When thinking about fashion, places like Paris, London, and New York and fancy buzzwords like “couture” or “glamour” come to mind. So it was interesting for me to discover that a growing fashion industry exists in Haiti, despite being labeled as the poorest country in the world. After researching the subject, I realize it shouldn’t have come as such a surprise to me, since I have been entranced by the beautiful artwork, colorful surroundings, and creativity I saw when I visited Milot in 2012. It only makes sense that instinctive artistic talent would be included in Haitian fashion as well.
In Haiti, you can see a variety of different fashions depending on the time of day or even the day of the week. Children wear tidy uniforms to school, complete with accessories in their hair and polished shoes on their feet. On Sundays, Haitian women put on their best dresses and men wear their finest suits to attend church services.
But for everyday wear, most Haitians wear second-hand clothing and shoes, known as “pepe,” sold by street vendors. These apparel items are sent to Haiti and usually consist of unwanted or unusable items from donation centers in the United States. The practice of sending pepe to Haiti began in the 1960’s and since then, people have claimed this practice has ruined the Haitian textile industry. However, pepe can also be seen as a good thing, because it is so readily available and affordable for Haitians, allowing them to express their creativity through wearing designer clothing that would otherwise be inaccessible to them.In addition to wearing pepe, Haitians are also known to make their own clothing, either by sewing up pieces of lightweight cotton, linen, or denim or constructing shoes out of old tires and other found materials. Embroidered apparel is also very popular for women, and men often wear loose-fitting shirts called guayabera.1
The most interesting thing I learned when I was conducting research for this article, was discovering Haitian Fashion Week. It’s only 3 days long, and only 2 years old, but has caused quite a buzz in the fashion industry all around the world. There are no official fashion education programs in Haiti, so the concepts coming from these self-taught Haitian fashion designers are inspired purely by Haitian culture and imagination.Haiti’s first Fashion Week was held November 8-11, 2012 at the Karibe Convention Center in Port-au-Prince. The showcase was free to the public and featured collections by 30 up-and-coming Haitian designers worn by 20 male and female Haitian models and 10 international models who strutted down a decorated runway.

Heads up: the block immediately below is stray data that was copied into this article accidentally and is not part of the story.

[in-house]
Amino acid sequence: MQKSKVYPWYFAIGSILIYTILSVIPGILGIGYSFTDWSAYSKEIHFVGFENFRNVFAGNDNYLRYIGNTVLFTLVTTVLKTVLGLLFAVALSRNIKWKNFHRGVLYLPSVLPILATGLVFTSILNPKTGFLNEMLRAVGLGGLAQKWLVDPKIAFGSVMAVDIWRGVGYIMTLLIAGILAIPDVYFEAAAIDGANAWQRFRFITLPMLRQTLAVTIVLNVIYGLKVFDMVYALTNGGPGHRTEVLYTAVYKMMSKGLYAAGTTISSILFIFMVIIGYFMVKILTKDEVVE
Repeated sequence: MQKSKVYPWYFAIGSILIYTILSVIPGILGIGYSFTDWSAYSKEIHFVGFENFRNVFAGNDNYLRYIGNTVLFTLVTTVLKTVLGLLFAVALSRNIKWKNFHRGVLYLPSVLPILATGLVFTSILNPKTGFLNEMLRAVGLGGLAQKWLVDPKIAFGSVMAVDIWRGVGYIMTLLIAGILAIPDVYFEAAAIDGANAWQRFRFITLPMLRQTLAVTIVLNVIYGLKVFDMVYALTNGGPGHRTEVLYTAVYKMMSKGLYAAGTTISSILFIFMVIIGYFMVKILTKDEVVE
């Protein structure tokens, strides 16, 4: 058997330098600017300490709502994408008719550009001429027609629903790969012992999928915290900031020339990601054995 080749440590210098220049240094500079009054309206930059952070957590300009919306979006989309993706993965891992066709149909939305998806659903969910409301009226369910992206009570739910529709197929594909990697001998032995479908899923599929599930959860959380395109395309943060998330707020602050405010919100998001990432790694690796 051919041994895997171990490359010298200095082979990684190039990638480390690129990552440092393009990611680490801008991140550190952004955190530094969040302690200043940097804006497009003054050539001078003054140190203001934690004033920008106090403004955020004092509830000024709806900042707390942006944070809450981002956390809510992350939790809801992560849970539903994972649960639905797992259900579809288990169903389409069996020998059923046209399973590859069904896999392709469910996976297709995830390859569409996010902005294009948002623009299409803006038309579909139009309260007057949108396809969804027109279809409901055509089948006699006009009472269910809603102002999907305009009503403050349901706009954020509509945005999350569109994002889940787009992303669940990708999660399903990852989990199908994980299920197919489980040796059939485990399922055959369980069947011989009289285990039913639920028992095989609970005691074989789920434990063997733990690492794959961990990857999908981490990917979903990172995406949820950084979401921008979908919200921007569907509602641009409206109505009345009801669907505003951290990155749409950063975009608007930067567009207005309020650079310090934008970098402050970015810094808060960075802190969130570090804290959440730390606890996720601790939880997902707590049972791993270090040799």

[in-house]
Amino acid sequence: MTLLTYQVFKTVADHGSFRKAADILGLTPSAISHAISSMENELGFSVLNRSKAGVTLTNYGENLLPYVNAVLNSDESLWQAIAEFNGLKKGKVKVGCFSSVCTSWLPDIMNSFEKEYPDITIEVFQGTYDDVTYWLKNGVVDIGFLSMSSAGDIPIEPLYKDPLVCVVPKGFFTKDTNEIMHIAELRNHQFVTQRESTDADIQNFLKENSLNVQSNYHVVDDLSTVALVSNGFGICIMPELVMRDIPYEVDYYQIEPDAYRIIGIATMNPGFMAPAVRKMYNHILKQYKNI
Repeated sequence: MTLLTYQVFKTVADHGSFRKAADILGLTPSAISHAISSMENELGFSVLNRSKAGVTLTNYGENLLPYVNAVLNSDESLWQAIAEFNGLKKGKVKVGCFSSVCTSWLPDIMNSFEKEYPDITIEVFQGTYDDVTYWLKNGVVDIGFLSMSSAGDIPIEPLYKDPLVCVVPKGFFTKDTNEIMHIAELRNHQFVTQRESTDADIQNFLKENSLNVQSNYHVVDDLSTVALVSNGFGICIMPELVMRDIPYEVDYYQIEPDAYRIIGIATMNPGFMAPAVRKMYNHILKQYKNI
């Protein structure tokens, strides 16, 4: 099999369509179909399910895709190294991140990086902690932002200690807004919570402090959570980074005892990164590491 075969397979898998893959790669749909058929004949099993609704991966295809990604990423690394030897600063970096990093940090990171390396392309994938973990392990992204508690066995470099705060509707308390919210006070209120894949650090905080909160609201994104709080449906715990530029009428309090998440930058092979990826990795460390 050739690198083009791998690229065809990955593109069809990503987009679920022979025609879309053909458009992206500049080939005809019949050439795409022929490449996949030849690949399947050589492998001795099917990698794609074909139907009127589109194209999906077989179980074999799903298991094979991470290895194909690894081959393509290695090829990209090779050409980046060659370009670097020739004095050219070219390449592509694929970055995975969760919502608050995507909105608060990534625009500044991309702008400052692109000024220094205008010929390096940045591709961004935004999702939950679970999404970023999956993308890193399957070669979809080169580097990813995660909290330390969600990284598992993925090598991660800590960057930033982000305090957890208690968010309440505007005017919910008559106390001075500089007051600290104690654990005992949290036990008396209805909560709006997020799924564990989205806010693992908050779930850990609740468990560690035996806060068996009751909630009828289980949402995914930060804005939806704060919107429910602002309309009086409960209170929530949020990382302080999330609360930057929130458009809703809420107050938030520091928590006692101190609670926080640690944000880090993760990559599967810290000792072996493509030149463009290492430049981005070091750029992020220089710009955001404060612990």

From swimsuits, casual wear, formal gowns, and polished suits, to handbags and accessories – Haitian Fashion week contains all the same features you would expect in other countries, but with a Haitian flare. The celebration of Haitian culture was very evident during the first Haitian Fashion Week, which included opening and closing ceremony performances of Haitian folklore dance.
Haitian culture was also very apparent in the designs presented during the show, which some industry leaders criticized for being “too safe,” wanting the Haitian designers to take a few more steps out of the box with their designs. However, it is obvious that the clothing represented the Haitian designers’ enthusiasm for this fashion opportunity that was happening in their own country.
Haiti’s second Fashion Week was held September 19-21 2013, at the Karibe Convention Center in Port-au-Prince, but this time patrons were charged $25.00 for entry per night. The 2013 Fashion Week differed from the last year’s spectacle in that the designers took a different approach to
their creations. Haitian culture was still evident in the clothing that came down the runway, but in addition viewers were treated to many eco-friendly designs showcasing clothing made from recycled textiles and unconventional materials, such as food, flowers, and animal skins.
Giovanna loved fashion since a very young age, though she grew up to become a lawyer in Port-au-Prince. After traveling to New York to take some jewelry making classes, she fell in love with the craft and upon returning home to Haiti, began creating jewelry in her spare time. Recently, Giovanna opened her own boutique featuring her original jewelry and handbags, made of stones, bone, gold, silver, and fabrics like burlap, cotton, silk and straw. You can see her collections on her website: http://www.artisansdusoleilhaiti.com/.
As mentioned earlier, there are no real institutions for fashion and design education in Haiti, but in 2009, a non-profit organization called Haitian Network of Designers (HAND) was started to help aspiring Haitian designers gain more knowledge of their craft, and to help rebuild the fashion industry in Haiti.2 This program, along with Haiti’s recent investment in programs to support small and medium-sized Haitian business enterprises3, gives hope that maybe one day when someone talks about fashion, Haiti will be one of the countries that comes to mind, giving recognition to all the talented designers and models Haiti has been silently cultivating all these years.
Amanda MacFarland works at Andrew Associates (www.andrewdm.com) and is a critical member of the CRUDEM Creative Team. Amanda and her husband Nate live in Connecticut with their troupe of exceptional cats.